The Grapevine

Trouble Falling Asleep? Street Light Glow Impacts Sleep Hygiene, May Be Keeping You Awake

urban lights
Urban lights may decrease quantity and quality of sleep, as well as contribute to fatigue, according to a new study. Pixabay, public domain

Light has a profound impact on how we sleep. Bright sunlight pouring in through the windows in the morning can act as a visual alarm clock, making it nearly impossible to fall back asleep. Staring at a computer screen or smartphone until 2 a.m., meanwhile, can also disrupt your quality of sleep throughout the night — increasing your chances of being sleep deprived and depressed. Now, new research out of Stanford University places the focus on outdoor lighting, like street lights, as a major source of sleep disruption.

The study, which will be presented at the American Academy of Neurology’s 68th Annual Meeting in Vancouver in April, found that outdoor street lights made it harder for people to sleep. This might be a result of our nonstop, fast-paced modern society, in which people stay up later to work, watch Netflix, or communicate via the Internet and smartphones — all ways in which we light up our homes without realizing how it affects our sleep and relaxation. This same mentality is what keeps 24/7 shops open and outdoor areas well lit, in addition to the safety aspects of it.

“Our world has become a 24/7 society,” said Dr. Maurice Ohayon, lead author of the study, in the press release. “We use outdoor lighting, such as street lights, to be more active at night and to increase our safety and security. The concern is that we have reduced our exposure to darkness and it could be affecting our sleep.”

The researchers examined 15,863 people over the course of eight years. Participants answered questions over the phone about their sleep habits, quality of sleep, and any medical or mental health disorders. The researchers then compared this data to information about outdoor lighting in the participants’ neighborhoods, and their surrounding populations — were they in urban areas of 500,000 people or more, or did they live in rural areas or small towns? 

It turns out that participants who lived in bigger cities or were exposed to more outdoor light were 6 percent more likely to sleep less than six hours a night, compared to people who lived in the country or in areas where nighttime was truly dark (places where stars aren't hidden by the glow of a city). Twenty-nine percent of people living in cities reported fatigue and dissatisfaction with sleep quality, compared to only 16 percent of people living in areas with less light. And people exposed to a lot of light, on average, slept 10 minutes less a night than people who weren't.

Lowering Light Pollution

Of course, the study doesn’t examine other factors that might go into poor sleep or fatigue — such as air pollution, noise, work schedules, or levels of stress associated with cities or rural areas. And in no way does the study claim that living in low-light areas are better for your health; it didn’t examine access to medical care, suicide rates, likelihood of depression, or any other factors aside from linking lighting to sleep.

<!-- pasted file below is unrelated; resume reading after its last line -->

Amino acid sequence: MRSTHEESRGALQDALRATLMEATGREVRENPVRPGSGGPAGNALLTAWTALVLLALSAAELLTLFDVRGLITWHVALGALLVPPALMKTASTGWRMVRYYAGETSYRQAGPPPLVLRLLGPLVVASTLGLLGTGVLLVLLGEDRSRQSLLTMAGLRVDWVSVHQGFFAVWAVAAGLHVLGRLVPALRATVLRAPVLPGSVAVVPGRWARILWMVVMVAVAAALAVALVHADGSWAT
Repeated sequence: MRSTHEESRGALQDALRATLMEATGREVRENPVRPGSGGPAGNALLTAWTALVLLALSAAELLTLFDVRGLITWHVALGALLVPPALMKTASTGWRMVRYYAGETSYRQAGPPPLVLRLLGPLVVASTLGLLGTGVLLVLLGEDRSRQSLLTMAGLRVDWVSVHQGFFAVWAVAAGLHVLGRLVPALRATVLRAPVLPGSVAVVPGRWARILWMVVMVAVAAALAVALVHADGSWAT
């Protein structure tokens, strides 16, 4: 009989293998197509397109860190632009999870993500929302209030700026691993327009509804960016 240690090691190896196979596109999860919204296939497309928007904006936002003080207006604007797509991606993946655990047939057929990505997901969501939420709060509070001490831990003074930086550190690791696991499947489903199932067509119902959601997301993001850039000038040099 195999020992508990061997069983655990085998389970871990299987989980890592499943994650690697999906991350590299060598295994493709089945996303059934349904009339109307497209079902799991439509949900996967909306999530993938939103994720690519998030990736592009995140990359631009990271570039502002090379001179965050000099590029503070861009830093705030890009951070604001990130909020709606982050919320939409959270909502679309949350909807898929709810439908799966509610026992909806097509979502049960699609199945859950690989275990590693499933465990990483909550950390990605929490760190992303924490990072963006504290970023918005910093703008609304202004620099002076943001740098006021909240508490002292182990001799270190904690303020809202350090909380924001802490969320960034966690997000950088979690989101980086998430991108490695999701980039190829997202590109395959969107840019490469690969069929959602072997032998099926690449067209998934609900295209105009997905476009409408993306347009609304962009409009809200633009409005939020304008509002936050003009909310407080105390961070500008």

If you live in a well lit urban area, you can control your sleep hygiene more than you think. Don’t use a computer or smartphone right before going to bed, as the the blue light suppresses melatonin, a hormone that contributes to making your body go to sleep. Being surrounded by technology emitting blue light can impair the circadian rhythm, research has shown. So even if it takes some discipline, close the laptop, put your phone down, and pick up a book or take a bath before bed to relax you.

Another aspect of sleep hygiene is going to bed at a similar time every night, and waking up after seven to nine hours of sleep. Research has shown that too little and too much sleep are both detrimental to your health, so find your happy medium and stick to that every night. Plenty of studies have shown that long-term sleep deprivation can have a severely negative impact on our bodies, from increasing food cravings and obesity risk to chronic diseases like type 2 diabetes. Lack of sleep has also been shown to have a profound effect on our mental health, increasing impulsivity and distracting thoughts, as well as impairing our self-control and ability to focus.

When it comes to street lights and other city lights pouring in from your dirty urban apartment window, there are some steps you can take to reduce your exposure during the night. Cover your windows with room darkening shades or blinds, or even use eye masks to help improve your sleep quality. These little steps, along with clean sleep hygiene as noted above, will help you feel well-rested every day and better equipped to handle the stresses of city life.

“Light pollution can be found in any sizable city in the world,” Ohayon said. “Yet, excessive exposure to light at night may affect how we function during the day and increase the risks of excessive sleepiness.”

Source: Ohayon M, et al. American Academy of Neurology, 2016.

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